Mindfulness is an extraordinary tool for living well. I use mindfulness in therapy and also give mindfulness workshops and classes.
Mindfulness has been defined as “Paying attention in a particular way: on purpose, in the present moment, and nonjudgmentally” (Kabat-Zinn, 1994) and “The non-judgmental observation of the ongoing stream of internal and external stimuli as they arise” (Baer, 2003).
The key words are the present moment, and as they arise. There is always something pleasant or neutral happening here and now. Our suffering (not our pain…) is created by the commentary that our minds attach to what is happening. Mindfulness helps us to differentiate between our ideas and reactions – what I call commentary – and what is really going on here and now.
This is a powerful tool to increase moments of relaxation and joy, to improve coping with difficult feelings and thoughts and to enhance your capacity to live life fully.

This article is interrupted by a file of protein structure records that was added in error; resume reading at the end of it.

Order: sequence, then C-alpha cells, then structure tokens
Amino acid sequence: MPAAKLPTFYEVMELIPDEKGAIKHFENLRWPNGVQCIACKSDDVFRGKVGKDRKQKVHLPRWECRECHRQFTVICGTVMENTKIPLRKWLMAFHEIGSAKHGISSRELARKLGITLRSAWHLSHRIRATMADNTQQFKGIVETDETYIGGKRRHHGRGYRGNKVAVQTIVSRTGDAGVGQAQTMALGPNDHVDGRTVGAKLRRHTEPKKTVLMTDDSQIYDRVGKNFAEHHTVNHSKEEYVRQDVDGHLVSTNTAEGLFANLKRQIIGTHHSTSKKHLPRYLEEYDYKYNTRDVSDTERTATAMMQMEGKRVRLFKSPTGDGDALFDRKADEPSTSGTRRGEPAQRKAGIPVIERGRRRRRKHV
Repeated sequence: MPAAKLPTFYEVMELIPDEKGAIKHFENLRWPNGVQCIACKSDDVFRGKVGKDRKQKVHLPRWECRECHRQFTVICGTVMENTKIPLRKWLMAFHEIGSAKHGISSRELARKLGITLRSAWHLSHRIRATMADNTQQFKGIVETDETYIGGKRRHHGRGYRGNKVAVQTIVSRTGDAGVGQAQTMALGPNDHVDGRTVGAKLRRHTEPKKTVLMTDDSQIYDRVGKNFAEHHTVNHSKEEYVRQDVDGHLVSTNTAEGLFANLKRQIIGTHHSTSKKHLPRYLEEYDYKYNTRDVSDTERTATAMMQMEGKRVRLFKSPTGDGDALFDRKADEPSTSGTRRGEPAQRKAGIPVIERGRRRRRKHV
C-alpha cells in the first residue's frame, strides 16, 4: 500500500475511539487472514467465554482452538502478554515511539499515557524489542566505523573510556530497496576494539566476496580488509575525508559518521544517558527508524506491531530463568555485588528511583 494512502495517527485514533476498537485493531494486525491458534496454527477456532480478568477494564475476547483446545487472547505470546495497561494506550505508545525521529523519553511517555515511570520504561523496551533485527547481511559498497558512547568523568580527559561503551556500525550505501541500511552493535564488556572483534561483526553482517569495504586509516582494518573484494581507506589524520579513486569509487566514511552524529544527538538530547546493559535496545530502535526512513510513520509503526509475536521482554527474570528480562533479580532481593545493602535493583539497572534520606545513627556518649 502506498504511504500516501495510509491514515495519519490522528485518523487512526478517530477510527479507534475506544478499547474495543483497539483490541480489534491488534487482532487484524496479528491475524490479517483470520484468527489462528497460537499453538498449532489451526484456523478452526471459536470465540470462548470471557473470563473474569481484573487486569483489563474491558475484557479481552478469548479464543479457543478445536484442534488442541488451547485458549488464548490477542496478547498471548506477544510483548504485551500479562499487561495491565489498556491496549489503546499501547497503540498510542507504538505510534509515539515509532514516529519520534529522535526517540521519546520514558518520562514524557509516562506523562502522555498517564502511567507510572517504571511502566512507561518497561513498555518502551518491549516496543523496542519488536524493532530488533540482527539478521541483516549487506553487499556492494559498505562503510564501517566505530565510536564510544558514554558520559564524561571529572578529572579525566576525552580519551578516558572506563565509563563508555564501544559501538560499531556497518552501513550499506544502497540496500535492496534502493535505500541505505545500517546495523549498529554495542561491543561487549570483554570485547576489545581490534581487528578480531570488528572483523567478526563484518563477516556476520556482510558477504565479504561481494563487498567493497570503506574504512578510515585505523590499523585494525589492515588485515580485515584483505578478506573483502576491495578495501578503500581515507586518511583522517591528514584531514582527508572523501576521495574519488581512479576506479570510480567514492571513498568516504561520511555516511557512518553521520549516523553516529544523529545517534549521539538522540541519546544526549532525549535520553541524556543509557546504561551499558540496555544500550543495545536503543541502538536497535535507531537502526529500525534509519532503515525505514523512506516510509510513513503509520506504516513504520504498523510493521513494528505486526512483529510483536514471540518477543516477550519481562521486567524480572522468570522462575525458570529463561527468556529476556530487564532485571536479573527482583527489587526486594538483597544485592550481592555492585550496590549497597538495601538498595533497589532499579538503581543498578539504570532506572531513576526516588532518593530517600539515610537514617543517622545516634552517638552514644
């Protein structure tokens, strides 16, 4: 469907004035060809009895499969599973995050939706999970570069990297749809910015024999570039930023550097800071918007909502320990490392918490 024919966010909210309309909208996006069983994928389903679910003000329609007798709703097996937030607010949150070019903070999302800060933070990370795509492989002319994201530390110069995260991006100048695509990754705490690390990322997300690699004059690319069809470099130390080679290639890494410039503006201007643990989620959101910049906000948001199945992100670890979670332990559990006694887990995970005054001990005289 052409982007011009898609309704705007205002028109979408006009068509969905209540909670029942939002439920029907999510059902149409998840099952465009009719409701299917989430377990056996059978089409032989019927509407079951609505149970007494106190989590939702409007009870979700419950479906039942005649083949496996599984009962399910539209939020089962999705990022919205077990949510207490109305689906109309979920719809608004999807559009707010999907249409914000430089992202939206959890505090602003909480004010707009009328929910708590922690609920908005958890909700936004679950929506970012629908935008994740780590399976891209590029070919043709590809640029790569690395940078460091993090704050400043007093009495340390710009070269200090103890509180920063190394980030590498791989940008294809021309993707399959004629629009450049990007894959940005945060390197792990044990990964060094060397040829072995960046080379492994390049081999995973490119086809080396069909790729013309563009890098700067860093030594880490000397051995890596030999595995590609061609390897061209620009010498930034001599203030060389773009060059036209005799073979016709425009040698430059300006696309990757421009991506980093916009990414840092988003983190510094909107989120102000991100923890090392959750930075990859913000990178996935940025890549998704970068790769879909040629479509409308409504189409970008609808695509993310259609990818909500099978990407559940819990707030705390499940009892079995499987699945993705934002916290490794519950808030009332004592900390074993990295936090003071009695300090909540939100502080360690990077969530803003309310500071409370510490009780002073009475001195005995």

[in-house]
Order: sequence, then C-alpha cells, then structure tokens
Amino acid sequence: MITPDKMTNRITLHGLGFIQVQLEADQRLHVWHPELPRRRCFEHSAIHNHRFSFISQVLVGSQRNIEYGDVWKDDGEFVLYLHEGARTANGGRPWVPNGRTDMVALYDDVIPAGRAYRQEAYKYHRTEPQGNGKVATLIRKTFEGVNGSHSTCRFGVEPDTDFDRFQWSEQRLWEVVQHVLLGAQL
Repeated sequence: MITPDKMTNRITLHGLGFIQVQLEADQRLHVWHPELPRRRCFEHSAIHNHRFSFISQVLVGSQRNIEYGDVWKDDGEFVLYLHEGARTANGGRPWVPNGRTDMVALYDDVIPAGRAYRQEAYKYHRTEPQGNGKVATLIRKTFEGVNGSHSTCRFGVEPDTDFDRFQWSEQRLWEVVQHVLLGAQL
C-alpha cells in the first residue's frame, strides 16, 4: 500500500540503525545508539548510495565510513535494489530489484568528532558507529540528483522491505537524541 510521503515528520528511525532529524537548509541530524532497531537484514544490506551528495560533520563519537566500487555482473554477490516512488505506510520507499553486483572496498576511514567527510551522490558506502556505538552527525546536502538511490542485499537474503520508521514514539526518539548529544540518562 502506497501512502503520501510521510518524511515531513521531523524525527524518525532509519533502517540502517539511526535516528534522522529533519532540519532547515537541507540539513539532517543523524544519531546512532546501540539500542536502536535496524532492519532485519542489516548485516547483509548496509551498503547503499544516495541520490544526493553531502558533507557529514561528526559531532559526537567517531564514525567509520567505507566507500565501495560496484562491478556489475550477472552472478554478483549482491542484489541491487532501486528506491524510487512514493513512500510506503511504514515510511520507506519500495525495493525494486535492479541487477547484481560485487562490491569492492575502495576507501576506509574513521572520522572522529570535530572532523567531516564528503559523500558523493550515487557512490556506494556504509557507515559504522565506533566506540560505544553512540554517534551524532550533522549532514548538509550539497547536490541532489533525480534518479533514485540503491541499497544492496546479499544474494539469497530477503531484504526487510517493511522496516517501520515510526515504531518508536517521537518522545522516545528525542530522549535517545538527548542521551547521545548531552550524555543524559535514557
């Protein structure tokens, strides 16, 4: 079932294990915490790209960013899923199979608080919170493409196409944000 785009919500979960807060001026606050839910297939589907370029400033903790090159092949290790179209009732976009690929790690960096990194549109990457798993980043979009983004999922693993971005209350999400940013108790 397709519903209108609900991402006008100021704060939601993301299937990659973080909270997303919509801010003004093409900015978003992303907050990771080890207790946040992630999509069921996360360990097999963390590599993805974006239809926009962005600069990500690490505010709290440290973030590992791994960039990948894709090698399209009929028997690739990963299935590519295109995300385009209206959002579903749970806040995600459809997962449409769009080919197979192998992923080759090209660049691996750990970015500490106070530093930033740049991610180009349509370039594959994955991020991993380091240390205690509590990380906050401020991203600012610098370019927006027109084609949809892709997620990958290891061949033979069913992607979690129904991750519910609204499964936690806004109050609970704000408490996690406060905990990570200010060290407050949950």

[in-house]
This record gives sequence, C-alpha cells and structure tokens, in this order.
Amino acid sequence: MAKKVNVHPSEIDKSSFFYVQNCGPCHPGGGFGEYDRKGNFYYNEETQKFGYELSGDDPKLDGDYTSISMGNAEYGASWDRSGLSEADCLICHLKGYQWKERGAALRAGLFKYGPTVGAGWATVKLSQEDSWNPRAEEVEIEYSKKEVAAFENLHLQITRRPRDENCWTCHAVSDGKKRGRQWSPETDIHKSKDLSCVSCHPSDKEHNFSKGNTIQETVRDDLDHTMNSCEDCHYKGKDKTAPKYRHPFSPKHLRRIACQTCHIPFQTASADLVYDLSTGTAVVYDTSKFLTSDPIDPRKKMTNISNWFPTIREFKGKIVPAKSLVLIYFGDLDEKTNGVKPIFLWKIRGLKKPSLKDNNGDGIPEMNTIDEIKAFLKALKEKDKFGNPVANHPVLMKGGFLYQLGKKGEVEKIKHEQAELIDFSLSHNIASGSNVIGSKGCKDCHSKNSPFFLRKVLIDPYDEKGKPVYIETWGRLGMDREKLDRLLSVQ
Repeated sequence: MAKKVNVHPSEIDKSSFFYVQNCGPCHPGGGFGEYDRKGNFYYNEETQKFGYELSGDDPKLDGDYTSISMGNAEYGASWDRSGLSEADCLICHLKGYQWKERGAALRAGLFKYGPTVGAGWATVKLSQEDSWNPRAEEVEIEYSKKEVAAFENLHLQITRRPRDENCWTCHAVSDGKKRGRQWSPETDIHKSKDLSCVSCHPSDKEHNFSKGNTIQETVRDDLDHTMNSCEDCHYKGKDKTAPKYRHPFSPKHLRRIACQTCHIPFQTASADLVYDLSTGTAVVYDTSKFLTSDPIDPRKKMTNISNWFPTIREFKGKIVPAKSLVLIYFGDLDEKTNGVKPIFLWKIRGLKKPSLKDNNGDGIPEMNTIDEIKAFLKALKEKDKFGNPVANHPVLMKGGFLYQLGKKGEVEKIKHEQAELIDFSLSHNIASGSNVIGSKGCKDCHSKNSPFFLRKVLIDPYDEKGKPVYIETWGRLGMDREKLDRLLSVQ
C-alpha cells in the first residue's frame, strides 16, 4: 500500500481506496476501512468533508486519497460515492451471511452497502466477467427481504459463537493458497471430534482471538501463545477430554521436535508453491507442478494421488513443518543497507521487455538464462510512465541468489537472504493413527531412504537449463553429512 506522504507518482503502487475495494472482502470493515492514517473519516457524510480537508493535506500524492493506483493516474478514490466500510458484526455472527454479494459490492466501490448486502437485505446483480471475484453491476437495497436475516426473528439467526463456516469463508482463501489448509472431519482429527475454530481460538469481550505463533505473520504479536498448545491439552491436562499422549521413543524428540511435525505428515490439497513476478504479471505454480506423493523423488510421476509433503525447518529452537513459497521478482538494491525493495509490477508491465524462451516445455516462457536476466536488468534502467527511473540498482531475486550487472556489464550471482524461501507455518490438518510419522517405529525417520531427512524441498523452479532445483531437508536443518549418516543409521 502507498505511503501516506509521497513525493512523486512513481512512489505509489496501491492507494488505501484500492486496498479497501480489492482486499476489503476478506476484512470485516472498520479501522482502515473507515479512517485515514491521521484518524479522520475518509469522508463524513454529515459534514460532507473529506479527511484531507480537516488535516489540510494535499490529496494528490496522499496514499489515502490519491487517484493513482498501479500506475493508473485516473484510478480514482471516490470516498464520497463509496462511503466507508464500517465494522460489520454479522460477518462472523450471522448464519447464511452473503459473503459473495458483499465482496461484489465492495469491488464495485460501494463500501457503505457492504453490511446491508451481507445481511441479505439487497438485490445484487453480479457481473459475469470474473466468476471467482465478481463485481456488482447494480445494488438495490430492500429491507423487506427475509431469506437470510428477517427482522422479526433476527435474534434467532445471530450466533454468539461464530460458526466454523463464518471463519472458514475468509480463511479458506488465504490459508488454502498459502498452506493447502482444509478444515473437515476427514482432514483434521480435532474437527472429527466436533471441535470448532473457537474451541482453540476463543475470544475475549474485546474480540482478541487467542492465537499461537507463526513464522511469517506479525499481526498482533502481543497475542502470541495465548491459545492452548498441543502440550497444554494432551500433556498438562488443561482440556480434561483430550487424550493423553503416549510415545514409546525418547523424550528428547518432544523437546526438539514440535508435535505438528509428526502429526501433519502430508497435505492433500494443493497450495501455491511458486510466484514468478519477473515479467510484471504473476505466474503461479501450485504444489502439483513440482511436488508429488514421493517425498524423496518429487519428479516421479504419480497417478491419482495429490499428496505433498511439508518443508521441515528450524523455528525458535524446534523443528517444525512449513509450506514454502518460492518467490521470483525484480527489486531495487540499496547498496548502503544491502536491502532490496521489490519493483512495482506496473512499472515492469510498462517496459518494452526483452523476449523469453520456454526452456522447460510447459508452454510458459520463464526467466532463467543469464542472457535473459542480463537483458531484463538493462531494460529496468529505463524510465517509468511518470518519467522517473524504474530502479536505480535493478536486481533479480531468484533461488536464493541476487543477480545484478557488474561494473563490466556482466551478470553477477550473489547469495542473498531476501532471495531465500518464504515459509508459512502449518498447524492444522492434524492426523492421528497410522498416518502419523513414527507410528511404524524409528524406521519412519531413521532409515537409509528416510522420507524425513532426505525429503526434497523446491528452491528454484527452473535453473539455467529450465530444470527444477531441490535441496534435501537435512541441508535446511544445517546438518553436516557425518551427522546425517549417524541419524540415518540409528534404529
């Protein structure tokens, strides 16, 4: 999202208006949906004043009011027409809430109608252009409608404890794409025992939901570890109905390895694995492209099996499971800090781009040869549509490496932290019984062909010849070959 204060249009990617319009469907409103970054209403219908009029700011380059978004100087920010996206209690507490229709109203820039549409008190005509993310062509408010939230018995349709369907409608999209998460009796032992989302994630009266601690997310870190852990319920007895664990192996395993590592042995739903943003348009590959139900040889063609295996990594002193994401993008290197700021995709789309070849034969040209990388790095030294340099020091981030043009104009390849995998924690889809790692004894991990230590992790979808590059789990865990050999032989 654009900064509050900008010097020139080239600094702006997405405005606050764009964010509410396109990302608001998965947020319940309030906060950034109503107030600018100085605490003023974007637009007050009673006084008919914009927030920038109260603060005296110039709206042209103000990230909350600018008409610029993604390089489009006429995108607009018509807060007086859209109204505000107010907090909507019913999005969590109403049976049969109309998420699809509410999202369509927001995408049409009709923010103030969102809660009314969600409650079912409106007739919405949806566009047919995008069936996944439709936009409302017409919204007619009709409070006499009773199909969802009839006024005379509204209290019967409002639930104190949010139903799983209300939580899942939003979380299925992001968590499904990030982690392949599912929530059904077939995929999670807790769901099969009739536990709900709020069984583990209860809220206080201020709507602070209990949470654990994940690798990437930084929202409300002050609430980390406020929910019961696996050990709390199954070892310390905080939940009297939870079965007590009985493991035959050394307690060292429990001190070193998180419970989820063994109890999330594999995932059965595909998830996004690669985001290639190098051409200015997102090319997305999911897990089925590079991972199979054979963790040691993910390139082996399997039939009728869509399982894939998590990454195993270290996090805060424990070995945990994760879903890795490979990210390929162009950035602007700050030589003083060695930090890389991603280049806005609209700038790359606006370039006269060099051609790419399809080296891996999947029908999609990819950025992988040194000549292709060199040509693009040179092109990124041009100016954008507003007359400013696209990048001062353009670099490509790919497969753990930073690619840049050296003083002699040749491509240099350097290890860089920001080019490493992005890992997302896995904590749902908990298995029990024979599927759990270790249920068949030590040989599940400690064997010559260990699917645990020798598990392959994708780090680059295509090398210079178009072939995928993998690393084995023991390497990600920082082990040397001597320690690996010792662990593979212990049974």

One way I incorporate mindfulness into therapy is by encouraging clients to notice the physical here and now sensations of difficult emotions. Our usual automatic pilot reaction to difficult feelings is to distract ourselves (an excellent tool when it works), to argue and struggle with the emotion or to get drawn into imaginary nightmare scenarios that we experience as if they were real. Over time, mindful attention to the sensations of emotions will allow us to notice that feelings don’t destroy us and that they change.
Experiencing feelings in the present moment is part of being alive and facing yourself.